The banking industry, the auto industry, the housing industry -- it's no secret that these businesses have been hit hard by the current economic crisis.
Now the child care industry is suffering as well.
Parents facing layoffs and reduced hours often can't afford child care costs, and child care centers are closing because of the lack of business. That can leave families and their children facing a heartbreaking dilemma -- how to cobble together adequate child care when personal finances are increasingly tight.
Many families are turning to relatives to pick up the slack. Forty percent of grandparents provide some child care for their grandchildren. But that's not always the perfect solution, as one family knows all too well.
Joy Walker and Dexter Tiggs of Atlanta have worked hard their entire lives, so they assumed that when their son, "Little Dexter," was born last April, they would be able to afford quality child care. But the downturn in the economy has made that a struggle. Joy's sales are down, and Dexter works two jobs just to make ends meet.
Now they're caught in a bind: They don't make enough to afford full-time child care, but they make too much to qualify for state aid.
"I was told by a state agency, 'Well, if you want help, I know that you work every day, you would have to have nine dependents, based on your salary,'" Walker said. "I am not about to have nine kids."
And so, like thousands of parents across the country, they have turned to family for help -- specifically, to Tiggs' great-grandmother, Mary Elizabeth, affectionately known as Peabo.
At 73, Peabo already cares full-time for her 5-year-old great-granddaughter Maya. She initially was hesitant to take on an 8-month-old child as well.
"I don't know -- because I am kind of tired of raising children," she confessed.
But she knew that Tiggs and Walker needed her help, so she now cares for "Little D" two days a week, sometimes for as long as 10 to 12 hours a day. The other days, he is in day care.
"If we could afford it, I would have him [in day care] full time, just because I want Peabo to have some rest," Walker said.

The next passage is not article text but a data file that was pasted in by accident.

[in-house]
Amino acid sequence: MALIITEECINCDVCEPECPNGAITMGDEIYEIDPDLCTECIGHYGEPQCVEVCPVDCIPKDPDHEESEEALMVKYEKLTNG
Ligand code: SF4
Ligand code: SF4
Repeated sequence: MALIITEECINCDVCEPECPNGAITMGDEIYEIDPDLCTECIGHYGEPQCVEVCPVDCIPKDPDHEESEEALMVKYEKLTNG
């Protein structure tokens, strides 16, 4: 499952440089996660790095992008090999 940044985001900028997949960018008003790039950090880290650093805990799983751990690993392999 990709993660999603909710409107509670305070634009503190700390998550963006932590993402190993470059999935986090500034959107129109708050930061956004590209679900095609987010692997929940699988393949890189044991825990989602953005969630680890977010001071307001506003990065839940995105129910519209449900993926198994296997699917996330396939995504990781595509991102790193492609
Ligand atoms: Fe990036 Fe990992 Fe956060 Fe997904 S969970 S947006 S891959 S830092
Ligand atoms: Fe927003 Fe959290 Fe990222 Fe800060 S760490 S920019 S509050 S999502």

But overwhelming Peabo isn't the family's only concern. Last year, she suffered a minor stroke, and one day when she was alone, a seizure.
"I try not to think about anything happening during the day," Joy said.
Jo Kirchner, CEO of the Primrose Schools, one of the top child care franchises in the country, worries about children who are placed in unlicensed facilities or in homes.
"When children are in an environment where they aren't supervised, then the safety and security of the children are at risk ... which does tremendously impact them," Kirchner said.
But quality day care is costly -- as much as $1,000 per month -- which explains the drop in enrollment and the closing of many independent centers.
For couples like Tiggs and Walker, even part-time day care is a struggle, causing worry and understandable feelings of frustration.
"It infuriates me," Walker said. "There are so many parents out there that work so hard just to provide a decent life, you know, not even a silver spoon, just a decent life so their kids are well taken care of in a nurturing, safe environment, and we are struggling to make ends meet."
When relying on family members to provide child care, there are certain things parents should take into account, experts say.